RV Industry Struggles As Boomers' Funds Dry Up

As retirement funds lose value in a declining market, the RV industry’s primary customers, retiring baby boomers, are no longer buying.

EUGENE, Ore. (AP) -- In a place where it rains a lot, retiring baby boomers often dream of buying an RV and heading south for sunnier climes. But many retirement funds went south first, and for now the boomers aren't buying.

Their dreams and Lane County's once-robust RV makers took the hit.

Economists say the ripple effect means more problems and could last for years.

In 2005 the industry employed 4,500 in Lane County. By January of this year it provided 1,000 jobs, a loss of 2,700 since January 2008.

The factories of the two biggest local manufacturers, Country Coach in Junction City and Monaco Coach in Coburg, have been idle since December, their workers furloughed.

Monaco Coach announced Monday it would terminate most employees, leaving just 145 at its Coburg headquarters, and will close for good without new capital or a buyer.

"Anytime you're losing manufacturing, there's a negative multiplier effect," Brian Rooney, labor economist with the state Employment Department, told The Register-Guard newspaper of Eugene. "There are suppliers, and you lose high-paying jobs that were injecting money into the local economy."

"We've already felt the hit," Rooney said.

In Lane County January's seasonally adjusted unemployment rate hit 10.8 percent, up from 6.2 percent in January 2008. That's its highest mark since 1983.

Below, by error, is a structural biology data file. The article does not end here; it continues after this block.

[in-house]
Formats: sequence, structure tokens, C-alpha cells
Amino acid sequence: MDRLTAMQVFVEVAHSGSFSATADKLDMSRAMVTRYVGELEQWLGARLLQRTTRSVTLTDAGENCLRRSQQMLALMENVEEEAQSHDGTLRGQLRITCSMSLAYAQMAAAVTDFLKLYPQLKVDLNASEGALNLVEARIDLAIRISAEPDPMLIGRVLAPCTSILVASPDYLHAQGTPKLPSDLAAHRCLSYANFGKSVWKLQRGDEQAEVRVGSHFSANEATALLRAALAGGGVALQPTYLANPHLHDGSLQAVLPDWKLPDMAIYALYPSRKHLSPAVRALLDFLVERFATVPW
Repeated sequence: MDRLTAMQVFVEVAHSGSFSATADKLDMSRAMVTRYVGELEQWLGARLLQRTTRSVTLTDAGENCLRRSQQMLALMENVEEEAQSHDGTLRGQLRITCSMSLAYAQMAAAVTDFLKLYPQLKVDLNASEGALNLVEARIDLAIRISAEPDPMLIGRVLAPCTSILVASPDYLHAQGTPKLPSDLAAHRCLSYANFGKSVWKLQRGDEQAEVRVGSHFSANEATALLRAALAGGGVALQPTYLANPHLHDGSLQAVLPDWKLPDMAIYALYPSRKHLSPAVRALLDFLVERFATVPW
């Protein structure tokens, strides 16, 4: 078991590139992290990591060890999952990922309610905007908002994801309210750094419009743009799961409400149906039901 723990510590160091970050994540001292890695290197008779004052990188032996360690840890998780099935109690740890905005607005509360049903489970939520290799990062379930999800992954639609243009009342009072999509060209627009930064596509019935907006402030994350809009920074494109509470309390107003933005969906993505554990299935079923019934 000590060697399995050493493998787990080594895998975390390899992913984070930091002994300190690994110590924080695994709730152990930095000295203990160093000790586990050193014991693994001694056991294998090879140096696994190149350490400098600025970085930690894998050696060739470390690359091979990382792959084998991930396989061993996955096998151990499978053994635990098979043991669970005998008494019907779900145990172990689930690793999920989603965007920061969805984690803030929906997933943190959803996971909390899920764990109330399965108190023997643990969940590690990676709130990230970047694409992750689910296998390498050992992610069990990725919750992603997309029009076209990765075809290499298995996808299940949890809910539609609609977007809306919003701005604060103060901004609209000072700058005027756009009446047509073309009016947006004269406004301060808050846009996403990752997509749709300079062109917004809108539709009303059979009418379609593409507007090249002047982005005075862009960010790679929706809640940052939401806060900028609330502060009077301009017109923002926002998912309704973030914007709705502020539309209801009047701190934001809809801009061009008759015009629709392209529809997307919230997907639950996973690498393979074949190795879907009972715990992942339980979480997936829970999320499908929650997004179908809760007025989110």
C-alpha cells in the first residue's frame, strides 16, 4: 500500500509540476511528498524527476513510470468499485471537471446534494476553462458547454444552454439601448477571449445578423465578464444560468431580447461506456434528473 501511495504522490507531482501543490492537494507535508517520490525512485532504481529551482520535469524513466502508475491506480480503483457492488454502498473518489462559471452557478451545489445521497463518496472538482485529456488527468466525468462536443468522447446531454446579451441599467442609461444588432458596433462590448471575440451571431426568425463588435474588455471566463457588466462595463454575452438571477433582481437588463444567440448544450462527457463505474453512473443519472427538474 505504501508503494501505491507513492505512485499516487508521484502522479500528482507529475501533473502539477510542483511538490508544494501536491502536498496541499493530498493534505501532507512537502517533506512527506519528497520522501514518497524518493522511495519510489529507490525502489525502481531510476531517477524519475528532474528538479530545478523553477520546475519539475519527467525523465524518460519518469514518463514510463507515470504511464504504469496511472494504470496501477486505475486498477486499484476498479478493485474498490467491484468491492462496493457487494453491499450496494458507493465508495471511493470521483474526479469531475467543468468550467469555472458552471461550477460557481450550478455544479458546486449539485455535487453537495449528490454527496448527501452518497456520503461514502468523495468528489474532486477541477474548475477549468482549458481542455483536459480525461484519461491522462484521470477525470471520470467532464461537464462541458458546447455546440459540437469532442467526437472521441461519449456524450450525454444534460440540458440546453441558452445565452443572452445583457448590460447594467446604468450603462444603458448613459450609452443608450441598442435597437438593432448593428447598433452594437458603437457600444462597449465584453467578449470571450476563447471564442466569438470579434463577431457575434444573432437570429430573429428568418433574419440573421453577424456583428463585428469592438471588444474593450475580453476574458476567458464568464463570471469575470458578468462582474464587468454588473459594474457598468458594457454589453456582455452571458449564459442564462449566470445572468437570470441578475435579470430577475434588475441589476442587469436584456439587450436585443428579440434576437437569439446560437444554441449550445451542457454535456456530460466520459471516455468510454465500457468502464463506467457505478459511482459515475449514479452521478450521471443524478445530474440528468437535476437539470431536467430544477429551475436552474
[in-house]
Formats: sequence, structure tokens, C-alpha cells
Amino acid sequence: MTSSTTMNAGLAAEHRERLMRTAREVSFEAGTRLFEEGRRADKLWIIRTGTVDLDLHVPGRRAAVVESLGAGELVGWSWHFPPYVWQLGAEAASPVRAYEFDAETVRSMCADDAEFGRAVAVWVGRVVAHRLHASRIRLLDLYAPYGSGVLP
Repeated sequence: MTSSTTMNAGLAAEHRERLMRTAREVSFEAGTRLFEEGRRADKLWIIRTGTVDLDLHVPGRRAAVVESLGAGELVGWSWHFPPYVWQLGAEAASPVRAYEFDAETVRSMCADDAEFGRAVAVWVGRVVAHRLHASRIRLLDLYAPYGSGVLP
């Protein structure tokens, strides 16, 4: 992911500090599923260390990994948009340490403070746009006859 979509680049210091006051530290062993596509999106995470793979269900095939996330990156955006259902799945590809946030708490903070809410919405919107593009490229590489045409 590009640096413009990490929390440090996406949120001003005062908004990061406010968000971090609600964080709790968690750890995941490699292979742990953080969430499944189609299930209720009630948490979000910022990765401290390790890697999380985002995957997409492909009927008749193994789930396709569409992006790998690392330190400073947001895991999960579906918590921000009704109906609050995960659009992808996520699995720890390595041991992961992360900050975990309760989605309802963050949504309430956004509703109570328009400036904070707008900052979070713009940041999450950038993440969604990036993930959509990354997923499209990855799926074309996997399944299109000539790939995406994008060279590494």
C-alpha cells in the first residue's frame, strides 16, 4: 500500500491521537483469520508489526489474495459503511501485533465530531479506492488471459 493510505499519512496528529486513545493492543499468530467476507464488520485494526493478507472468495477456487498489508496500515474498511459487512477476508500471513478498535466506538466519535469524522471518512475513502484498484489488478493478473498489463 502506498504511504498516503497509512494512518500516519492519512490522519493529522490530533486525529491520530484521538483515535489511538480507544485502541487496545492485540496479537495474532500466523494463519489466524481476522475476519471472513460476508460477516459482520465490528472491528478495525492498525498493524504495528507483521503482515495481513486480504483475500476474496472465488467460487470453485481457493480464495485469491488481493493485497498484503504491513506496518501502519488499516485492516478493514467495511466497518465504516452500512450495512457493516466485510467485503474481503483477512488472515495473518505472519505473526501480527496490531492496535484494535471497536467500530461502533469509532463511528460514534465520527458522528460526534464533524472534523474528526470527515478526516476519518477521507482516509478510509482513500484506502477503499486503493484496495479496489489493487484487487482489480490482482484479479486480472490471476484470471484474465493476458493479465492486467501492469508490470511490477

Mark Thoma, an associate professor of economics at the University of Oregon, said if laid-off workers think the RV industry will recover quickly they may try to wait it out.

Otherwise, he said, they'll cut back on spending and credit. Unless another industry picks up the slack, he said, workers will leave.

He sees their outlook as "fairly pessimistic." The stock market crash has hurt the wealth of retirees who otherwise might have been in the market for an RV, he said, adding that when the economy does recover, people will save more and consume less.

Yet there may be a positive spinoff.

Jim Lindly, director of Lane Community College's Business Development Center, said some people who have lost their jobs are saying this might be a good time to start their own business.

Lindly said a number of good businesses got their start in the early 1980s, when Lane County unemployment approached 20 percent. "Once you're laid off and you've tightened your belt, it's a lot easier than giving up a nice steady income. You don't have as much to lose."

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